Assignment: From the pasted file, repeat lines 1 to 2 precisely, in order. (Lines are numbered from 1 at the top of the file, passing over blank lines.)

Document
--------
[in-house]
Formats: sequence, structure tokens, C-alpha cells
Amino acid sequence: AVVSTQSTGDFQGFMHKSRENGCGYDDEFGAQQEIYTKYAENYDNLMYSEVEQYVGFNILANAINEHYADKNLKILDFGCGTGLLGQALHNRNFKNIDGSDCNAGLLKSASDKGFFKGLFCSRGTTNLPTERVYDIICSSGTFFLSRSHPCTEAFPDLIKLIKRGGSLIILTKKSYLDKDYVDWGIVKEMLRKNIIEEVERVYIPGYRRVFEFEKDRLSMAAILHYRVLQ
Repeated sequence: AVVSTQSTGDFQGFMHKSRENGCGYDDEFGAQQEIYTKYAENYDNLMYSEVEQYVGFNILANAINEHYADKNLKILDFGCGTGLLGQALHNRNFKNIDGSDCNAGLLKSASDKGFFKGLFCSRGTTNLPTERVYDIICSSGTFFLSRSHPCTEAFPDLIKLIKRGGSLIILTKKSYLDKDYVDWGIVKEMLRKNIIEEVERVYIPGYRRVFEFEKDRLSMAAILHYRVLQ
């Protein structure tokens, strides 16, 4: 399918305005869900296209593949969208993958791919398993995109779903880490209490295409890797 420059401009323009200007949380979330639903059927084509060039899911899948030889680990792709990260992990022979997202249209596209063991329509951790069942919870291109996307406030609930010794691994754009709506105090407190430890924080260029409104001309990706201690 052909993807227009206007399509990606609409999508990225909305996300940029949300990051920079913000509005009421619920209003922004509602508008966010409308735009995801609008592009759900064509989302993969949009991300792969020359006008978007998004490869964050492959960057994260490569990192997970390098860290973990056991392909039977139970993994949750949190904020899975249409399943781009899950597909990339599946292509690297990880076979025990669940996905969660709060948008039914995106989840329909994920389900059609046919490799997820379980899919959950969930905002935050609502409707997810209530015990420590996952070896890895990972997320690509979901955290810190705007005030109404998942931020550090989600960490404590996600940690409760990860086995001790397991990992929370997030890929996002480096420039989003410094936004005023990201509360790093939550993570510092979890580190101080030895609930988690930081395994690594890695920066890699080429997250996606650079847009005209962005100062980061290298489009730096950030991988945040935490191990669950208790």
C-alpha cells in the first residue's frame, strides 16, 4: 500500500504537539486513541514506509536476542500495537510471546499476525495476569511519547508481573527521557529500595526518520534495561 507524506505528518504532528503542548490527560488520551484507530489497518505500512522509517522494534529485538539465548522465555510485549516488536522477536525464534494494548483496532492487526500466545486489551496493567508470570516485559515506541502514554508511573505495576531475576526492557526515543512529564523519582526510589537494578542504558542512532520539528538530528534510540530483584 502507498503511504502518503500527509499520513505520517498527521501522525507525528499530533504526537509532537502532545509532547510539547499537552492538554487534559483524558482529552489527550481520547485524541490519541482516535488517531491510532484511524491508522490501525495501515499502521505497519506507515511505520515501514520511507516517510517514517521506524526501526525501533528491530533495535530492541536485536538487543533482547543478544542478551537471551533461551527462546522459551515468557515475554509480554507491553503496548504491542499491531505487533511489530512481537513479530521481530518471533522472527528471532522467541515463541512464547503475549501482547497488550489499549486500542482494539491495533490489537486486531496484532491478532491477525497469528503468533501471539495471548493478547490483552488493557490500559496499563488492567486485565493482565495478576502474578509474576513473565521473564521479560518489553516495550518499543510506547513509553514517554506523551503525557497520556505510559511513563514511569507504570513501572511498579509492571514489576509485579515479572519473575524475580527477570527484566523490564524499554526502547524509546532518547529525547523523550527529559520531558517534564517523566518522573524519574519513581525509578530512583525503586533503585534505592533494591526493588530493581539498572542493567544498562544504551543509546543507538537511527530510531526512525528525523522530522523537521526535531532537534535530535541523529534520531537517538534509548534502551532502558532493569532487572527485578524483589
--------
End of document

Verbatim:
[in-house]
Formats: sequence, structure tokens, C-alpha cells